"...in many specimens a curious knoblike structure was seen at the end of many organisms. Their almost uniform shape and density suggest that these are not extraneous particles of the preparation but a part of the organism itself."

Annales de l'Institut Pasteur, 1940;64:439-455.

(F) Etude morphologique du Spirochaeta pallida. Modes de devision. Spirochetogene syphilitique.

Manouelian, Y.

American Journal of Syphilis, 1938;22:294.

Morphologic variations of the syphilitic germ.

Bessemans, A.

Discusses pleomorphism in T. pallidum.

Annales de l'Institut Pasteur, 1935;55:698-708.

(F) Syphilis tardiva. Forms minuscules du Spirochaeta pallida. Spirochetogene syphilitique.

Manouelian, Y.

American Journal of Syphilis, 1932;16:155-190.

(R) The life history of Treponema pallidum. A Critical review of literature.

Ingraham, N.R., Jr.

Excellent, "must-read" review of the findings and various interpretations of T. pallidum prior to 1932. States that there have been 18 separate experiments in which tissues from infected hosts transmitted infection in the absence of spirochetes, suggesting that the organism is present in another form. Of particular interest to the reader: Roukavischnikilff's belief that the cause of syphilis circulates in the blood of an infected animal in an avisual (submicroscopic) stage; and McDonaugh's theory that Treponema pallidum is the adult male phase of a coccidial

Compt. rend. soc. biol., 1930;104:477-480.

(F) Gommes syphilitiques et formes anormales du treponemes, ultravirus syphilitiques.

Levaditi, C.

Compt. rend. soc. biol., 1930;104:736-740.

(F) Cycle evolutif du Treponema pallidum du Spirochaeta pertenuis et du Spirchaeta cunicola.

Levaditi, C. et al,

Compt. rend. soc. biol., 1930;104:72-75.

(F) Relation entre le cycle evolutif du "Treponema pallidum" et la genese des lesions syphilitiques.

Levaditi, C., et al

American Journal of Syphilis, 1930;14:433-437.

(P) Granular transformation of Spirochaeta pallida in aortic focal lesions.

Warthin, A.S. et al

Findings of T. pallidum spirochetes in atypical forms in aortic focal lesions suggested that the possibility that the spirochete may transform itself into a minute granule by a series of contractions. Atypical forms were found even when typical spirochetes were absent. Includes an interesting drawing of the transitional stages observed as a spirochete transforms itself into a minute granular form. The authors raise the question as to whether this progression represents evolution or involution, but seem to emphasize the possibility of involution.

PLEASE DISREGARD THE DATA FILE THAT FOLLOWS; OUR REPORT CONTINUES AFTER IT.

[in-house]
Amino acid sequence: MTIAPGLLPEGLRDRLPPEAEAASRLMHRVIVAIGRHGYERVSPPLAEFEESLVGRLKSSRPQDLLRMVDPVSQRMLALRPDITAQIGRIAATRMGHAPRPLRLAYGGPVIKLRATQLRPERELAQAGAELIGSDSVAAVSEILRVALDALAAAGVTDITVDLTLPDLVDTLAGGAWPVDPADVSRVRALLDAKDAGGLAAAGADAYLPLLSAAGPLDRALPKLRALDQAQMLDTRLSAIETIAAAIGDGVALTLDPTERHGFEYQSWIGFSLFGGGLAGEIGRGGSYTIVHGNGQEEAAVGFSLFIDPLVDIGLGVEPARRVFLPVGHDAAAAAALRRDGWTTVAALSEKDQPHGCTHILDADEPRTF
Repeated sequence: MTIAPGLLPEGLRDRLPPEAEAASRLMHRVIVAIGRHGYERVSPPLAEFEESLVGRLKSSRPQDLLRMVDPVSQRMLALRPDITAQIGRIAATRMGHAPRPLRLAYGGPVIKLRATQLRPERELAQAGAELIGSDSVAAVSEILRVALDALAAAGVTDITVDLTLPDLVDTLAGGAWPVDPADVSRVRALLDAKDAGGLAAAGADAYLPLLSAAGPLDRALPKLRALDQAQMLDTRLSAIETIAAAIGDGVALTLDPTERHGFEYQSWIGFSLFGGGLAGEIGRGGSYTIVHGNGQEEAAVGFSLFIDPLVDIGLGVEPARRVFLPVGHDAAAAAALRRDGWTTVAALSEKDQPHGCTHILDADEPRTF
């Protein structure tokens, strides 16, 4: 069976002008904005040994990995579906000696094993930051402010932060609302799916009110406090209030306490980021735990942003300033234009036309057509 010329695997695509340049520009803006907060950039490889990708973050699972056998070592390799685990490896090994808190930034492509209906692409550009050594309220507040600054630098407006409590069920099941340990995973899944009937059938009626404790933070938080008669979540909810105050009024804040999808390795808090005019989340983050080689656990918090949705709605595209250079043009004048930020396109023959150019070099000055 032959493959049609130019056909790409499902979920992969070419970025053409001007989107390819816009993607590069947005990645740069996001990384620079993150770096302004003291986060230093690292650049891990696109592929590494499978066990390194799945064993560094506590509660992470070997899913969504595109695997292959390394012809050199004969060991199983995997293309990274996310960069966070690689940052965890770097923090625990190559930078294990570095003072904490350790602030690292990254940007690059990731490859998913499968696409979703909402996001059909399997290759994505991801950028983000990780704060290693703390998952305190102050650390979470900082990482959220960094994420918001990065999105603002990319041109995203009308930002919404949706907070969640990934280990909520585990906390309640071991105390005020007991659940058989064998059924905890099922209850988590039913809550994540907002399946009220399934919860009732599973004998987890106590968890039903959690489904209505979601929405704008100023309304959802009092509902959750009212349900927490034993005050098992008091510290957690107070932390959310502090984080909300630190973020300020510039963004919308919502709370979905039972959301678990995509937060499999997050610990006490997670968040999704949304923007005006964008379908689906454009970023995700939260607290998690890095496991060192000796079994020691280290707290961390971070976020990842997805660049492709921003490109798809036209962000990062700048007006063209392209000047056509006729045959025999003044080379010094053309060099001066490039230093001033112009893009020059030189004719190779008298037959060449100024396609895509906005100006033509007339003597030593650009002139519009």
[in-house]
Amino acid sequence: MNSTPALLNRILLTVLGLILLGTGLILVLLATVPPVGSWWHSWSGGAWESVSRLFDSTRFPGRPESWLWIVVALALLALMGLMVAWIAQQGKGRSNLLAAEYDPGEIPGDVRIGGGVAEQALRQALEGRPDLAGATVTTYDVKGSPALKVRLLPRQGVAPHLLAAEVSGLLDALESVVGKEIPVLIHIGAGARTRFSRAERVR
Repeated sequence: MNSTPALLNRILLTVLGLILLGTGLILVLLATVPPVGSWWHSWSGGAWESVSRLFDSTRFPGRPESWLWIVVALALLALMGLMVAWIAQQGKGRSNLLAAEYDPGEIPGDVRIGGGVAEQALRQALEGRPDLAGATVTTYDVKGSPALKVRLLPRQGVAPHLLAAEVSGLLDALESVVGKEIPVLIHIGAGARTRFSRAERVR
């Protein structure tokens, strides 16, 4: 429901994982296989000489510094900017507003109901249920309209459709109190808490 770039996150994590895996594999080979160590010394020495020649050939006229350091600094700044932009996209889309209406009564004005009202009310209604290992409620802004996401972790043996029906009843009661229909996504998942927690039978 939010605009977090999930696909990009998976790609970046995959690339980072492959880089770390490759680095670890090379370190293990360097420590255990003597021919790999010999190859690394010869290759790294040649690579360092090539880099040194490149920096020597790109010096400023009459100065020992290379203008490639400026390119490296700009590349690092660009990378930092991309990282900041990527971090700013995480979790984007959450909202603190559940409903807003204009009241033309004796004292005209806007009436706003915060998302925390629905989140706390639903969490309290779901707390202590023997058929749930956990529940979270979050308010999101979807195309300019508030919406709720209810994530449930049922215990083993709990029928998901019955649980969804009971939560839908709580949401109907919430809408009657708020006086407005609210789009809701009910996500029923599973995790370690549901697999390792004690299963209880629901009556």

British Medical Journal of Dermatology & Syphilis, 1913;25:1-14.

(R) The complete life history of the organism of syphilis

McDonagh, J.E.R.

Lancet, 1912;2:1011.

The life cycle of the organism of syphilis.

McDonagh, J.E.R.

Poses several questions: (1) Why is the incubation period of syphilis so long? (2) Why do 1-2 injections of salvarsan [used to treat syphilis prior to the discovery of penicillin] not cure every case? (3) In tertiary syphilis, fewer organisms are found; why then is this stage the hardest to treat? The author argues that the Treponema pallidum is the adult male phase of a coccidial protozoan, and that the spores that result from the conjugation of the two sexual phases are the actual infectious agent of syphilis. The spores were observed to develop inside of

Journal of Experimental Medicine, 1912;16:194-198.

Treponema mucosum (new species) a mucin producing spirochaeta from pyorrhea.

Noguchi, H.

Irregular spirochetal forms and many granules appeared when conditions were unfavorable to the organism. Small spirochaeta were seen attached to round bodies as if they had just sprouted from them. Journal of Experimental Medicine, 1911;XIV:99-112.

A method for the pure cultivation of pathogenic Treponema pallidum.

Noguchi, H.

Observed "spore-like round bodies" connected with young pallida. Also of interest: the author reports that he was unable to cultivate T. pallidum in any medium without the addition of tissue.

Journal of the Royal Army Medical Corps., 1911;Vol. XViI, p.225.

Granule-shedding in Treponema pallidum and associated Spirochaetae.

O'Farrel, W.R. Balfour, A

Münchner med. Wochenschr., 1906;53:310-312.

(F) Weitere Mitteilungen über die Spirochaeta Pallida.

Herxheimer, K.

Found that the classic spiral form is not the only form that spirochetes may assume.

Münchner med. Wochenschr., 1905;53:310-312.

(F) Zur Kenntnis der Spirochaeta Pallida.

Herxheimer, K.

Berlin. Klin. Wochschr., 1905;42:673-675.

(F) Über Spirochaeta pallida bei Syphilis und die Unterschiede dieser Form gegenüber anderen Arten dieser Gattung.

Schaudinn, F., & Hoffman, S.

Note: the American Journal of Syphilis was originally called the American Journal of Syphilis, Gonorrhea, and Venereal Diseases.